A large extent of the Malaysia–Singapore border is defined by the Agreement between the Government of Malaysia and the Government of the Republic of Singapore to delimit precisely the territorial waters boundary in accordance with the Straits Settlement and Johore Territorial Waters Agreement 1927 as being straight lines joining a series of 72 geographical coordinates roughly running about 50 nautical miles (93 km) along the deepest channel (thalweg) between the western and eastern entrances of the Straits of Johor. This delineation was arrived at and agreed to jointly by the two governments and resulted in the agreement being signed on 7 August 1995. [3]

The coordinates, which are stated in Annex 1 of the agreement, are listed below. The datum used is the Revised Kertau Datum, Everest Spheroid (Malaya), Malaysian Rectified Skew Orthomorphic Projection.

Point Latitude Longitude Point Latitude Longitude Point Latitude Longitude
East of Johor–Singapore Causeway
E1 01° 27' 10.0" 103° 46' 16.0" E17 01° 25' 49.5" 103° 56' 00.3" E33 01° 26' 38.0" 104° 02' 27.0"
E2 01° 27' 54.5" 103° 47' 25.7" E18 01° 25' 49.7" 103° 56' 15.7" E34 01° 26' 23.5" 104° 03' 26.9"
E3 01° 28' 35.4" 103° 48' 13.2" E19 01° 25' 40.2" 103° 56' 33.1" E35 01° 26' 04.7" 104° 04' 16.3"
E4 01° 28' 42.5" 103° 48' 45.6" E20 01° 25' 31.3" 103° 57' 09.1" E36 01° 25' 51.3" 104° 04' 35.3"
E5 01° 28' 36.1" 103° 49' 19.8" E21 01° 25' 27.9" 103° 57' 27.2" E37 01° 25' 03.3" 104° 05' 18.5"
E6 01° 28' 22.8" 103° 50' 03.0" E22 01° 25' 29.1" 103° 57' 38.4" E38 01° 24' 55.8" 104° 05' 22.6"
E7 01° 27' 58.2" 103° 51' 07.2" E23 01° 25' 19.8" 103° 58' 00.5" E39 01° 24' 44.8" 104° 05' 26.7"
E8 01° 27' 46.6" 103° 51' 31.2" E24 01° 25' 19.0" 103° 58' 20.7" E40 01° 24' 21.4" 104° 05' 33.6"
E9 01° 27' 31.9" 103° 51' 53.9" E25 01° 25' 27.9" 103° 58' 47.7" E41 01° 23' 59.3" 104° 05' 34.9"
E10 01° 27' 23.5" 103° 52' 05.4" E26 01° 25' 27.4" 103° 59' 00.9" E42 01° 23' 39.3" 104° 05' 32.9"
E11 01° 26' 56.3" 103° 52' 30.1" E27 01° 25' 29.7" 103° 59' 10.2" E43 01° 23' 04.9" 104° 05' 22.4"
E12 01° 26' 06.5" 103° 53' 10.1" E28 01° 25' 29.2" 103° 59' 20.5" E44 01° 22' 07.5" 104° 05' 00.9"
E13 01° 25' 40.6" 103° 53' 52.3" E29 01° 25' 30.0" 103° 59' 34.5" E45 01° 21' 27.0" 104° 04' 47.0"
E14 01° 25' 39.1" 103° 54' 45.9" E30 01° 25' 25.3" 103° 59' 42.9" E46 01° 20' 48.0" 104° 05' 07.0"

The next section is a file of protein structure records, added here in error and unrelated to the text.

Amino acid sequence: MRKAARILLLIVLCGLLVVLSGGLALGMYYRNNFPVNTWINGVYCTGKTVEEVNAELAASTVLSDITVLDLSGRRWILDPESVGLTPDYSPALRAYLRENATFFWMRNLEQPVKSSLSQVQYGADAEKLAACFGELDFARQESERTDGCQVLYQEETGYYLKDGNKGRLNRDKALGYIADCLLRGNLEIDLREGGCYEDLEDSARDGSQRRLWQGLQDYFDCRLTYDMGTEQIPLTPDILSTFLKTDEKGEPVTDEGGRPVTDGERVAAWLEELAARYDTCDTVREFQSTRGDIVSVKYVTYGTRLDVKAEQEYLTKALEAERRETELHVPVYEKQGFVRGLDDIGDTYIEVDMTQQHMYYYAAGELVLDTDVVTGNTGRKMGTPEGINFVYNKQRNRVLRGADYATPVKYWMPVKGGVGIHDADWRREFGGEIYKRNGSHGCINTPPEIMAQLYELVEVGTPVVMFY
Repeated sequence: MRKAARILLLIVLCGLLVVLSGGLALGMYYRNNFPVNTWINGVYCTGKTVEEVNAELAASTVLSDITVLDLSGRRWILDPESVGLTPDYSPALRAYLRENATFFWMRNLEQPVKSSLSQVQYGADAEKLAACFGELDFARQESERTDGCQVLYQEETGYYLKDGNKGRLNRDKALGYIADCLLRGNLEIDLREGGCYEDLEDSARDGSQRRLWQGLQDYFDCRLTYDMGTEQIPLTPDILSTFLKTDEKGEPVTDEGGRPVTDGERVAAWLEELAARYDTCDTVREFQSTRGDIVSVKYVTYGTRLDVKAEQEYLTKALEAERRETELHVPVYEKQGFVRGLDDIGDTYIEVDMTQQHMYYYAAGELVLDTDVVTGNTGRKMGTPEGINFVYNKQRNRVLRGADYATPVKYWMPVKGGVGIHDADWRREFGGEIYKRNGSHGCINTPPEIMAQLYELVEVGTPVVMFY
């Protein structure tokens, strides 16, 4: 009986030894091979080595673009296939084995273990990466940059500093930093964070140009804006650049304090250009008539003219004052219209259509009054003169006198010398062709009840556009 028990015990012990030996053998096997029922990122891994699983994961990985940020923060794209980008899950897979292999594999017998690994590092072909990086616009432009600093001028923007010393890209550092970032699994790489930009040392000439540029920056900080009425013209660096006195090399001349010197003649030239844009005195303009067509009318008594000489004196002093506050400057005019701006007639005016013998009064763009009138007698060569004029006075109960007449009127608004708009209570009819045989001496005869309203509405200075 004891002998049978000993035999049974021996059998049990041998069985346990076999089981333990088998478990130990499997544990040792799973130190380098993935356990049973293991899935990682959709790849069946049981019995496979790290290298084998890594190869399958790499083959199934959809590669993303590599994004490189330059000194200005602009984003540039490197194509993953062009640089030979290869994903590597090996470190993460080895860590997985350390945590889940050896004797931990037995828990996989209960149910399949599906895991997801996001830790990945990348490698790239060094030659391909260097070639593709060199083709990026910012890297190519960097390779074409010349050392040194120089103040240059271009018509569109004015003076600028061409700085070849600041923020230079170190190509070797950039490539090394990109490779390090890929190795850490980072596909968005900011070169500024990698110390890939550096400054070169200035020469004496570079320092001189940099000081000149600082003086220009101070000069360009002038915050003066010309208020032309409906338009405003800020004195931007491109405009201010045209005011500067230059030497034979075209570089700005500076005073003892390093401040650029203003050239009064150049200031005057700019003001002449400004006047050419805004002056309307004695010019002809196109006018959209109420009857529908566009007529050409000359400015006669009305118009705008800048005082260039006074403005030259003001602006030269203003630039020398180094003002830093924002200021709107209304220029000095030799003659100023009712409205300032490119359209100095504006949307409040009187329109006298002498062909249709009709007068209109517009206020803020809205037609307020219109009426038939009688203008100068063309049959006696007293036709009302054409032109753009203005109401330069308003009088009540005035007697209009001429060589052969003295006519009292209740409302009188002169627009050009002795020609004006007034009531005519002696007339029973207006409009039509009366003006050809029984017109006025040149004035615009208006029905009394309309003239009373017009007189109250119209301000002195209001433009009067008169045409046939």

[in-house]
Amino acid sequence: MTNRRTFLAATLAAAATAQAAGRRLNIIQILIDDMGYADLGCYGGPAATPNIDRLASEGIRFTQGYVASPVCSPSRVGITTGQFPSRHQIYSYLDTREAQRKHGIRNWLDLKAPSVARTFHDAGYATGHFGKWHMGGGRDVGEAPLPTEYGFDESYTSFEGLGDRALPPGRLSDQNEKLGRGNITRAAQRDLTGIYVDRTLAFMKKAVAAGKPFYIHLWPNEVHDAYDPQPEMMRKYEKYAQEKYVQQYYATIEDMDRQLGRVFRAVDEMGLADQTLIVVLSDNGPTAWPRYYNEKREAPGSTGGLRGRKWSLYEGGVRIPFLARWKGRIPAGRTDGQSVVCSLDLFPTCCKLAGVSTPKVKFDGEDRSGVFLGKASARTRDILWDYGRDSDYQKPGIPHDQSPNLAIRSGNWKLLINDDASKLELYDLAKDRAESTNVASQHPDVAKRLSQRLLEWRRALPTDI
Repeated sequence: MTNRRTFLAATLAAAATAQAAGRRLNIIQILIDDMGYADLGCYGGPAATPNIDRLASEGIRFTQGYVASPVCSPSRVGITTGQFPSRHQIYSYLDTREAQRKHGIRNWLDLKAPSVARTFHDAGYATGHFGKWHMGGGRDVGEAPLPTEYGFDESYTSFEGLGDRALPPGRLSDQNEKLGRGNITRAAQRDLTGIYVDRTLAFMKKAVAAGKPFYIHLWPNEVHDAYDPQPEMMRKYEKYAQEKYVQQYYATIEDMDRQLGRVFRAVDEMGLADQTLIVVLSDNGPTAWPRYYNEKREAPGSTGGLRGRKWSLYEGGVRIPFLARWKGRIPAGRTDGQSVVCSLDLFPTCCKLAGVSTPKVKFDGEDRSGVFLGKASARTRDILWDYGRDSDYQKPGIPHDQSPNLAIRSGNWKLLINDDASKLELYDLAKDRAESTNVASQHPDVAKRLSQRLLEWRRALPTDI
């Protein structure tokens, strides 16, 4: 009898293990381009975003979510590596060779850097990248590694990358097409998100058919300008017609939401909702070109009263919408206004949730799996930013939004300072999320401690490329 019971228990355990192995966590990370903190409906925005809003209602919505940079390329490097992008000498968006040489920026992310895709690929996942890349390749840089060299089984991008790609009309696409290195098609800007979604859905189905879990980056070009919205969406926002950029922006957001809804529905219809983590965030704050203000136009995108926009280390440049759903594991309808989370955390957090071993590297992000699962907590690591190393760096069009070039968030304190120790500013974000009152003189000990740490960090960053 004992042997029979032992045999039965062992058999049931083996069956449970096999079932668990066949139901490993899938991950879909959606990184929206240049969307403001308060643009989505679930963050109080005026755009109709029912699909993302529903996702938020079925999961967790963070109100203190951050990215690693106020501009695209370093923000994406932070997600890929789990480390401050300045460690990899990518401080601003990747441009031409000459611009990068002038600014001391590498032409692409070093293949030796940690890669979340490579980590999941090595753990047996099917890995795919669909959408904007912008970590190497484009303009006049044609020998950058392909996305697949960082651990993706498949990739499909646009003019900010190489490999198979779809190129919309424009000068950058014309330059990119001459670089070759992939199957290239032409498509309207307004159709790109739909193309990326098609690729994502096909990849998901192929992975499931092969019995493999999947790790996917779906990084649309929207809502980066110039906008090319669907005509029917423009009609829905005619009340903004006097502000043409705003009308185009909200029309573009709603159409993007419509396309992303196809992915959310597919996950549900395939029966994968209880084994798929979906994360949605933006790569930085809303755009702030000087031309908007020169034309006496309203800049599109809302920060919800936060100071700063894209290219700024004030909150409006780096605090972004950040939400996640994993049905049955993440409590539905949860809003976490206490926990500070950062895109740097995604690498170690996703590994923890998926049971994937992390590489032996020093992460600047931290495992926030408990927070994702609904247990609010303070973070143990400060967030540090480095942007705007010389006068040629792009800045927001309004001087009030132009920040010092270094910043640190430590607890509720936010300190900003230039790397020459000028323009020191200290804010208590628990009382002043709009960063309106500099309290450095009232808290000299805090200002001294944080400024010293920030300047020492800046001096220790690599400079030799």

E15 01° 25' 36.0" 103° 55' 00.6" E31 01° 25' 14.2" 104° 00' 10.3" E47 01° 17' 21.3" 104° 07' 34.0"
E16 01° 25' 41.7" 103° 55' 24.0" E32 01° 26' 20.9" 104° 01' 23.9"
West of Johor–Singapore Causeway
W1 01° 27' 09.8" 103° 46' 15.7" W10 01° 26' 14.1" 103° 41' 00.0" W19 01° 21' 26.6" 103° 38' 15.5"
W2 01° 26' 54.2" 103° 45' 38.5" W11 01° 25' 41.3" 103° 40' 26.0" W20 01° 21' 07.3" 103° 38' 08.0"
W3 01° 27' 01.4" 103° 44' 48.4" W12 01° 24' 56.7" 103° 40' 10.0" W21 01° 20' 27.8" 103° 37' 48.2"
W4 01° 27' 16.6" 103° 44' 23.3" W13 01° 24' 37.7" 103° 39' 50.1" W22 01° 19' 17.8" 103° 37' 04.2"
W5 01° 27' 36.5" 103° 43' 42.0" W14 01° 24' 01.5" 103° 39' 25.8" W23 01° 18' 55.5" 103° 37' 01.5"
W6 01° 27' 26.9" 103° 42' 50.8" W15 01° 23' 28.6" 103° 39' 12.6" W24 01° 18' 51.5" 103° 36' 58.2"
W7 01° 27' 02.8" 103° 42' 13.5" W16 01° 23' 13.5" 103° 39' 10.7" W25 01° 15' 51.0" 103° 36' 10.3"
W8 01° 26' 35.9" 103° 41' 55.9" W17 01° 22' 47.7" 103° 38' 57.1"
W9 01° 26' 23.6" 103° 41' 38.6" W18 01° 21' 46.7" 103° 38' 27.2"

The Straits Settlement and Johore Territorial Waters Agreement of 1927 signed between the Britain and the Sultanate of Johor on 19 October 1927, defines the territorial sea border between Malaysia and Singapore as:

". an imaginary line following the centre of the deep-water channel in Johore Strait, between the mainland of the State and Territory of Johore on the one side, and the northern shores of the islands of Singapore, Pulau Ubin, Pulau Tekong Kechil, and Pulau Tekong Besar on the other side. Where, if at all, the channel divides into two portions of equal depth running side by side, the boundary shall run midway between these two portions. At the western entrance of Johore Strait, the boundary, after passing through the centre of the deep-water channel eastward of Pulau Merambong, shall proceed seaward, in the general direction of the axis of this channel produced, until it intersects the 3-mile (4.8 km) limit drawn from the low water mark of the south coast of Pulau Merambong. At the Eastern entrance of Johore Strait, the boundary shall be held to pass through the centre of the deep-water channel between the mainland of Johore, westward of Johore Hill, and Pulau Tekong Besar, next through the centre of the deep-water channel between Johore Shoal and the mainland of Johore, southward of Johore Hill, and finally turning southward, to intersect the 3-mile (4.8 km) limit drawn from the low water mark of the mainland of Johore in a position bearing 192 degrees from Tanjong Sitapa." [4]